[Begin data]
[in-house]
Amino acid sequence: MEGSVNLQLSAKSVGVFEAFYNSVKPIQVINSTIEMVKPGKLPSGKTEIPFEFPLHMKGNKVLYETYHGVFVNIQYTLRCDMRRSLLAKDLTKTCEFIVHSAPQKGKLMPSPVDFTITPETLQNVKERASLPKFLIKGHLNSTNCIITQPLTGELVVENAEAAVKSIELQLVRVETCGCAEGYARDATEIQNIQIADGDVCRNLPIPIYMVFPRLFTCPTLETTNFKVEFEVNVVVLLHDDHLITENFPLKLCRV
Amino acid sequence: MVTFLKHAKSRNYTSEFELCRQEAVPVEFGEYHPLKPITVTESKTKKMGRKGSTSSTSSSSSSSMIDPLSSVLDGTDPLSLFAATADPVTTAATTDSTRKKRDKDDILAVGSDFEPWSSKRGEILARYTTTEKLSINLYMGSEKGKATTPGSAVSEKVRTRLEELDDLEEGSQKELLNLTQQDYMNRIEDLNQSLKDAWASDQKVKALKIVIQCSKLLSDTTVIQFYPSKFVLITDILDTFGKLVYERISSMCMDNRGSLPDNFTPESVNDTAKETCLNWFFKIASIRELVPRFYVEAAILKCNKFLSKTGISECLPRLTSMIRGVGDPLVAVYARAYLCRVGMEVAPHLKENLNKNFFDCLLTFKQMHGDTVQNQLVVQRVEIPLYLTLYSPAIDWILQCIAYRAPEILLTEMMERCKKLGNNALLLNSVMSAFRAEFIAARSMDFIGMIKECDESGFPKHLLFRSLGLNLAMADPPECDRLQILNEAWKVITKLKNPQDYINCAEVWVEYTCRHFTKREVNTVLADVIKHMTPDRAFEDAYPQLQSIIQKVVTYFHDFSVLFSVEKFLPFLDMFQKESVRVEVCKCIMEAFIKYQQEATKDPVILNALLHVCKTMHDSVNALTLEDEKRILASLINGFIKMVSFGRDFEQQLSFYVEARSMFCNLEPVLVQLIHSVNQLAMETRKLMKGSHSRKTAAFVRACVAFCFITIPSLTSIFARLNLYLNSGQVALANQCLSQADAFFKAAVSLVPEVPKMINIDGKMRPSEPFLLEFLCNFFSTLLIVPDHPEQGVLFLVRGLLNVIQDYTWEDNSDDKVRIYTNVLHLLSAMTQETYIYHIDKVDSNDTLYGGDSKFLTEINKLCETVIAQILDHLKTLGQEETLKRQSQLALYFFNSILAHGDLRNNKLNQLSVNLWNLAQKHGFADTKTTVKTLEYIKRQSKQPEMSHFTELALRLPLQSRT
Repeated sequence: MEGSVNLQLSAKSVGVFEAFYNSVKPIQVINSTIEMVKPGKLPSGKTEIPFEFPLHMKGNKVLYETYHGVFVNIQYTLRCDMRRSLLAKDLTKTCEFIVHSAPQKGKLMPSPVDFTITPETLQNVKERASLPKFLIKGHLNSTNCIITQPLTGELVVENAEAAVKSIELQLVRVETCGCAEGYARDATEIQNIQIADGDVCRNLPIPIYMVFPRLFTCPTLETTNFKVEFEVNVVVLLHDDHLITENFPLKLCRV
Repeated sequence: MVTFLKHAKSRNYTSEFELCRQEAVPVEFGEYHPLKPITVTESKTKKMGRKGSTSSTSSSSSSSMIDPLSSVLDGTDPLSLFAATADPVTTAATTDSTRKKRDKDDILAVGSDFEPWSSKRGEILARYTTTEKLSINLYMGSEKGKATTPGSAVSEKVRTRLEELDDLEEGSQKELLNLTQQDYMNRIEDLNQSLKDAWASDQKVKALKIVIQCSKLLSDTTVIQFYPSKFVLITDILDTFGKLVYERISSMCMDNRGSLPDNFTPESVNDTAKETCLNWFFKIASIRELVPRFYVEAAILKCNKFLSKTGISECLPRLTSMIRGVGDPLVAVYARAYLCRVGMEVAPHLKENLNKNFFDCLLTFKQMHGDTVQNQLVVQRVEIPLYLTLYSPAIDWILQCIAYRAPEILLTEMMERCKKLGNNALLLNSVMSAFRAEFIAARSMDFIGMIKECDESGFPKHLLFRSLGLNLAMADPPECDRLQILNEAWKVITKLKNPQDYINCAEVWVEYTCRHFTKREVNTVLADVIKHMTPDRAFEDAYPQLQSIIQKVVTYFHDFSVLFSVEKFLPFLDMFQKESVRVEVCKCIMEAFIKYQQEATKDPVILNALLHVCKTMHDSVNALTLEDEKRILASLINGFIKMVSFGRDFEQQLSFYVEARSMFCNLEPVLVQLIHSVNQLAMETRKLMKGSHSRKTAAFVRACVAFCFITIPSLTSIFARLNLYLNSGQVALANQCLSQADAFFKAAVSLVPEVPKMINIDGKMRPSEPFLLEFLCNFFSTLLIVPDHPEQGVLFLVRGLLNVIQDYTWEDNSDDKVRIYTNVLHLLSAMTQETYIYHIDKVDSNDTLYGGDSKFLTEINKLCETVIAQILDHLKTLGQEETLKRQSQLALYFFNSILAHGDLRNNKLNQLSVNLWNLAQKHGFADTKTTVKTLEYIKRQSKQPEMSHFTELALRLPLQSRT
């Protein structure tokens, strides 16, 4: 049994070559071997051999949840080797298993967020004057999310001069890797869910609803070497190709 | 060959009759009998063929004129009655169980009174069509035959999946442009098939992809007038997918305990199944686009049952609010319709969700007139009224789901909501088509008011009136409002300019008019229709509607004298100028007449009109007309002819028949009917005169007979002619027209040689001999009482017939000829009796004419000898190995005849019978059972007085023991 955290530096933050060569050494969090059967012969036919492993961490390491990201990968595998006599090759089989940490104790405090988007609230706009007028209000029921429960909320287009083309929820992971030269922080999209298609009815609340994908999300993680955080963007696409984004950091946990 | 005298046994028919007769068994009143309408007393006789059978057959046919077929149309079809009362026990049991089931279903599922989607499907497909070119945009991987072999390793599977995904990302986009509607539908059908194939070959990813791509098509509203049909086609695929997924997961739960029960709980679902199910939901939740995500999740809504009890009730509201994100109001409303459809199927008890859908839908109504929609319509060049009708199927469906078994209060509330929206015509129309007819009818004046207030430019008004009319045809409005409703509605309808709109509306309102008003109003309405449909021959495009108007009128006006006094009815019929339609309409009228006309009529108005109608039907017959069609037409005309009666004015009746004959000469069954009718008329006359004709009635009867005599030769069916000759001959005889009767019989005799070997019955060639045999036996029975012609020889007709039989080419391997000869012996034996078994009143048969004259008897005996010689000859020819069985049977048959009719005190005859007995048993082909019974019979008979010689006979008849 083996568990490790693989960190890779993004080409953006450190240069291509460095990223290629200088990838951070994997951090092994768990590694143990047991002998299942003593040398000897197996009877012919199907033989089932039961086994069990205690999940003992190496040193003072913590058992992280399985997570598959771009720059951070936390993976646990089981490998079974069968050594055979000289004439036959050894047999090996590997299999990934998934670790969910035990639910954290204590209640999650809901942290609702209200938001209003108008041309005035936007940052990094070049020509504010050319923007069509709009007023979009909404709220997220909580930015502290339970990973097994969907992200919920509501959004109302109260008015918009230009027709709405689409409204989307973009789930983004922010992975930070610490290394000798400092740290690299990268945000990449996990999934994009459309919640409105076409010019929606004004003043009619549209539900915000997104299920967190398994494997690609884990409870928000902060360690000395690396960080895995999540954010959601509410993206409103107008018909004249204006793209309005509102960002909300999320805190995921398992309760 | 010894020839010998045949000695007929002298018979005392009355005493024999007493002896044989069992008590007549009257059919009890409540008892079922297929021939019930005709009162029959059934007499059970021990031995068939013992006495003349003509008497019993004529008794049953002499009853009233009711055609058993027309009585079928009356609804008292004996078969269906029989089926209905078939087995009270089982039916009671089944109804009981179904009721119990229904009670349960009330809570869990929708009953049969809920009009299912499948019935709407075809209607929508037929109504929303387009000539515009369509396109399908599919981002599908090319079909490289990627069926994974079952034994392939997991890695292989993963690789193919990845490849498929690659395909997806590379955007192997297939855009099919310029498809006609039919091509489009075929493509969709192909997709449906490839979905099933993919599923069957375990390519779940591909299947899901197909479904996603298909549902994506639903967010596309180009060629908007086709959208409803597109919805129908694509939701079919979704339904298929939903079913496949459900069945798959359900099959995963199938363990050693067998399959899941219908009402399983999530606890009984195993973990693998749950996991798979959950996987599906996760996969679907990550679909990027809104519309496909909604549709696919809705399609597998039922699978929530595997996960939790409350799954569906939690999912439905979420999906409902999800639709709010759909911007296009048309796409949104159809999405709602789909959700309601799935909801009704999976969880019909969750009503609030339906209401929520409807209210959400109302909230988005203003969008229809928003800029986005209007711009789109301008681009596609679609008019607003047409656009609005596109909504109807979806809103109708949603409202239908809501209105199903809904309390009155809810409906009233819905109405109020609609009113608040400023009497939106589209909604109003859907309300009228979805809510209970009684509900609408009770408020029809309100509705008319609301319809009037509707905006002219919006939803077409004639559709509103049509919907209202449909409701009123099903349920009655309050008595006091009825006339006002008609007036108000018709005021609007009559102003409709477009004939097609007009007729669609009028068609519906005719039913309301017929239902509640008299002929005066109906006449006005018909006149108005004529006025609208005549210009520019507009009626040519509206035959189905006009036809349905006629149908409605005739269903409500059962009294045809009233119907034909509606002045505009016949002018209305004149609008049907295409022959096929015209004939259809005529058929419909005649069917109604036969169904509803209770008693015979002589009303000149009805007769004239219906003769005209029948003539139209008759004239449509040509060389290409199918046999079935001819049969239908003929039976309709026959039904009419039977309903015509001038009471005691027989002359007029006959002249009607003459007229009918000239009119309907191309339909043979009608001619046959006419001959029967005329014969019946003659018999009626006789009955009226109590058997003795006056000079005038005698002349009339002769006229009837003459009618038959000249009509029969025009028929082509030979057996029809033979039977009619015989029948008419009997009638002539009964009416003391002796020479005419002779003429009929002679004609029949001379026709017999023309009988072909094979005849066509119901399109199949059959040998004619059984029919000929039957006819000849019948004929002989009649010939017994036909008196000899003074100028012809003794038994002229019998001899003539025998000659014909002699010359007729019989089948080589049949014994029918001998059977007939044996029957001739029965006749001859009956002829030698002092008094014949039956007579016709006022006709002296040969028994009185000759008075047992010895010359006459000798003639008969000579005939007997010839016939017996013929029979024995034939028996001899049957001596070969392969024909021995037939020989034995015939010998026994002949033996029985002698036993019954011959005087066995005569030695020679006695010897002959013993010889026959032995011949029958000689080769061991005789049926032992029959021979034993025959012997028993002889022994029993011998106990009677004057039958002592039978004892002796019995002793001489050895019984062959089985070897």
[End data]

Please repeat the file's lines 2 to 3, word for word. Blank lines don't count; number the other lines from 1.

Amino acid sequence: MEGSVNLQLSAKSVGVFEAFYNSVKPIQVINSTIEMVKPGKLPSGKTEIPFEFPLHMKGNKVLYETYHGVFVNIQYTLRCDMRRSLLAKDLTKTCEFIVHSAPQKGKLMPSPVDFTITPETLQNVKERASLPKFLIKGHLNSTNCIITQPLTGELVVENAEAAVKSIELQLVRVETCGCAEGYARDATEIQNIQIADGDVCRNLPIPIYMVFPRLFTCPTLETTNFKVEFEVNVVVLLHDDHLITENFPLKLCRV
Amino acid sequence: MVTFLKHAKSRNYTSEFELCRQEAVPVEFGEYHPLKPITVTESKTKKMGRKGSTSSTSSSSSSSMIDPLSSVLDGTDPLSLFAATADPVTTAATTDSTRKKRDKDDILAVGSDFEPWSSKRGEILARYTTTEKLSINLYMGSEKGKATTPGSAVSEKVRTRLEELDDLEEGSQKELLNLTQQDYMNRIEDLNQSLKDAWASDQKVKALKIVIQCSKLLSDTTVIQFYPSKFVLITDILDTFGKLVYERISSMCMDNRGSLPDNFTPESVNDTAKETCLNWFFKIASIRELVPRFYVEAAILKCNKFLSKTGISECLPRLTSMIRGVGDPLVAVYARAYLCRVGMEVAPHLKENLNKNFFDCLLTFKQMHGDTVQNQLVVQRVEIPLYLTLYSPAIDWILQCIAYRAPEILLTEMMERCKKLGNNALLLNSVMSAFRAEFIAARSMDFIGMIKECDESGFPKHLLFRSLGLNLAMADPPECDRLQILNEAWKVITKLKNPQDYINCAEVWVEYTCRHFTKREVNTVLADVIKHMTPDRAFEDAYPQLQSIIQKVVTYFHDFSVLFSVEKFLPFLDMFQKESVRVEVCKCIMEAFIKYQQEATKDPVILNALLHVCKTMHDSVNALTLEDEKRILASLINGFIKMVSFGRDFEQQLSFYVEARSMFCNLEPVLVQLIHSVNQLAMETRKLMKGSHSRKTAAFVRACVAFCFITIPSLTSIFARLNLYLNSGQVALANQCLSQADAFFKAAVSLVPEVPKMINIDGKMRPSEPFLLEFLCNFFSTLLIVPDHPEQGVLFLVRGLLNVIQDYTWEDNSDDKVRIYTNVLHLLSAMTQETYIYHIDKVDSNDTLYGGDSKFLTEINKLCETVIAQILDHLKTLGQEETLKRQSQLALYFFNSILAHGDLRNNKLNQLSVNLWNLAQKHGFADTKTTVKTLEYIKRQSKQPEMSHFTELALRLPLQSRT